Motivational Interviewing can be applied in many different settings and with many diverse populations. Throughout the process of MI, the interviewer and interviewee might discuss any number of concerns like legal challenges, mental health issues, substance abuse, relationships, and career choices. Because these topics are often sensitive and can bring up fears, feelings of shame and blame, and in particular ambivalence (feeling two ways about changing a behavior), it’s crucial that the interviewer holds space for the served person by creating a safe, judgment-free environment for sharing.
In the video below, we share a sample that reflects the 4 processes of motivational interviewing. In this interview, you can see the skills that the interviewer draws on and how he applies the 4 processes to the conversation.
Tracking the 4 Processes of Motivational Interviewing
When we’re practicing MI, we have participants use a worksheet to identify the 4 Processes of Motivational Interviewing to gain insights on how they can be applied in their own work with served persons.
Practitioners don’t need to follow a specific order when applying 4 processes of Motivational Interviewing. Instead, the conversation may weave between the different processes.
As we shared, the 4 Processes of MI are: Engage, Focus, Evoke, and Plan. Let’s take a quick dive into each.
Engaging is the heart and first step of a successful MI conversation. To build a strong relationship between you and the served person, connections and rapport are vital. During the engagement process, the interviewer begins to establish a vibe of curiosity and, most importantly, empathy.
Offering affirmations is an integral part of engaging too. The MI process supports you to empower the served person—supporting and reflecting the positive information they share. This results in the served person talking themselves into change. Engaging requires respect for the individual and compassion for their journey. MI supports the interviewer to be sincere, truthful, and trustworthy to facilitate a safe space for the conversation.
Focusing is an agreement between the interviewer and the interviewee. It is agreement that specifically identifies the behavioral topic or focus of the conversation. It’s important that both parties settle on a shared focus to drive the conversation forward in a positive direction. To this end, the practitioner may ask, “What do you want to check in about today?”
From there, the interviewer may want to reiterate the focus throughout the conversation—keeping in mind that asking can help build rapport and engagement. For example, “Would you mind if I shared some ideas on how to address that?” which is an expression of partnership.
During an MI conversation, it is preferred to have a single focus. Multiple focuses and topics may arise during the natural flow of the conversation. MI helps us continue to partner and engage the served person by maintaining focus on one topic at a time. Reiterating and revisiting the focus can help ensure that the interviewer meets the client’s needs and concerns.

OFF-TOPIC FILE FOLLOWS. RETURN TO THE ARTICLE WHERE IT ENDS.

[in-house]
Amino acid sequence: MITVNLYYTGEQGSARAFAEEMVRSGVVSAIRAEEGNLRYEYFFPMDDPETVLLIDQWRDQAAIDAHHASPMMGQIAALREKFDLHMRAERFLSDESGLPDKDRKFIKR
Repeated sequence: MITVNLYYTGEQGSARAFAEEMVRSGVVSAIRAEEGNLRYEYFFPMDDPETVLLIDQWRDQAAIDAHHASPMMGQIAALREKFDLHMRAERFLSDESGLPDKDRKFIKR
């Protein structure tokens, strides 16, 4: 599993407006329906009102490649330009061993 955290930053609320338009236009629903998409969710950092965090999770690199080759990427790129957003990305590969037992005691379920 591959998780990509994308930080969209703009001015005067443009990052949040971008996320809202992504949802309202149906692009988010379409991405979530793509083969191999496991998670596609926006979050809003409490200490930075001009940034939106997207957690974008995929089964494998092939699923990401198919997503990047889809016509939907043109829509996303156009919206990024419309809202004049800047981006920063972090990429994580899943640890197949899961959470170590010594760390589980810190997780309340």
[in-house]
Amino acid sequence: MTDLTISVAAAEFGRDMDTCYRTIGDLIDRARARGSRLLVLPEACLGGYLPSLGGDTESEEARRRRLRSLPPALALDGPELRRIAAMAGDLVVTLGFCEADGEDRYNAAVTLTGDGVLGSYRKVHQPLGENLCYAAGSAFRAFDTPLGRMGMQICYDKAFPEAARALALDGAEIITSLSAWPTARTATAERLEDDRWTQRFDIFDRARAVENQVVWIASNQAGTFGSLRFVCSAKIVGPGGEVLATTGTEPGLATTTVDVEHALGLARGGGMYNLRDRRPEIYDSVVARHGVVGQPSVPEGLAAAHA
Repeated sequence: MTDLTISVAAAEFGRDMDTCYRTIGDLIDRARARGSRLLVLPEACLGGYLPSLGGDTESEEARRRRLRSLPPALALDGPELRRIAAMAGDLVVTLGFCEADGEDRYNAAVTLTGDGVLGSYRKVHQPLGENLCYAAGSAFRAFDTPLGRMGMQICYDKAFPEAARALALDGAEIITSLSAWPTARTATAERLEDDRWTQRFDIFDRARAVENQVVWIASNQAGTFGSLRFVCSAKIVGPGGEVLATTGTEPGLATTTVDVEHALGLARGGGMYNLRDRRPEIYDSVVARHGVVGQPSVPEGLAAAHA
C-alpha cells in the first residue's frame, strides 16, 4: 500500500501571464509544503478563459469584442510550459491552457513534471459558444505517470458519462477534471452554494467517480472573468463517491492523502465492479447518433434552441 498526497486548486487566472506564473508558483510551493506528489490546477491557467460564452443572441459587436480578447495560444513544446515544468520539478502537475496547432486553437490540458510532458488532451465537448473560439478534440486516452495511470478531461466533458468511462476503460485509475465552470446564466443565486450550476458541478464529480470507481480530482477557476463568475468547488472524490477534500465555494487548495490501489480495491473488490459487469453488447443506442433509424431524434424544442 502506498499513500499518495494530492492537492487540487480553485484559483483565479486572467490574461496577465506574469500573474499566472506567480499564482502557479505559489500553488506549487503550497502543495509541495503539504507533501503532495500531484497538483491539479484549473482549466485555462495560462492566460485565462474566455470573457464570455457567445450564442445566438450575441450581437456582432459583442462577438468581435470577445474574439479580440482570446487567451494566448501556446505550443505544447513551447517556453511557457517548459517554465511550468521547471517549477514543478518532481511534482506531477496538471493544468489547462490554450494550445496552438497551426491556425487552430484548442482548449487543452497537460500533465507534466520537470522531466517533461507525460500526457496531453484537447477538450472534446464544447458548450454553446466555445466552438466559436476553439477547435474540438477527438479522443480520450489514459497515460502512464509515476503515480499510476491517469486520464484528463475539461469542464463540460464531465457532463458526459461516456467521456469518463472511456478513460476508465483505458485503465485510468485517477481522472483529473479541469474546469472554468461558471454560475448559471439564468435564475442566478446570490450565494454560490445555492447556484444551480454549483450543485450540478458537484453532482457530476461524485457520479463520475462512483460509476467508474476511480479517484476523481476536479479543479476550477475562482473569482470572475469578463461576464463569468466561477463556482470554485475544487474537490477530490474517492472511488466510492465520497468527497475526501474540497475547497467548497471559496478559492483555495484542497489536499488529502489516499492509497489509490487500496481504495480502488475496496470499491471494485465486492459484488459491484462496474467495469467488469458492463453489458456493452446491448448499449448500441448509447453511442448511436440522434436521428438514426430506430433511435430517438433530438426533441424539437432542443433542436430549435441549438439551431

Evoking means helping the client draw out their reasons “why,” which MI refers to as “change talk.” Why do they want to change? What are their abilities to go down a different path? What needs will this meet from their perspective?
In some cases, the client might want to focus on change to achieve freedom, health, a better relationship, greater financial stability, or something entirely different. Helping the interviewee identify their “why” may be a new experience for the served person. Each person has a motivation or reason for their behavior, but most people haven’t had an opportunity to identify and articulate that reason before.
Sometimes in situations where a client is unsure or even seems indifferent to the idea of their why for change (like a court-mandated program, for example), it’s helpful to listen carefully and attentively to the client’s discussions about change. Change talk is always there if we are tuned in to the language of change.
If evoking is the “why,” then planning is the “how.” How will the interviewee take their newfound insights and motivations and apply them forward to the next steps?
Planning can be a challenging process for many people. “I’m going to do it,” or “I’m not going to do it,” doesn’t really offer a plan. Instead, a skilled Motivational Interviewer will often help the client dig a little deeper in a way that’s appropriate for the situation (based on their insights, the rapport they’ve built together, and the focus of the interview).
Clarifying during the planning process, breaking the plan down into small steps, and identifying “just one” next step can help the client succeed. We can support the client to identify potential hurdles, fears, concerns, and roadblocks so they can troubleshoot before they’re faced with a barrier to their success. We want to keep the process focused on a manageable plan that feels appropriate for the served person and their situation.
Motivational Interviewing is a valuable skill for trauma-informed care practitioners to build. We offer MI guidance and skill-building collaborations for those interested in learning more about this important technique. Please reach out with any questions or for more information.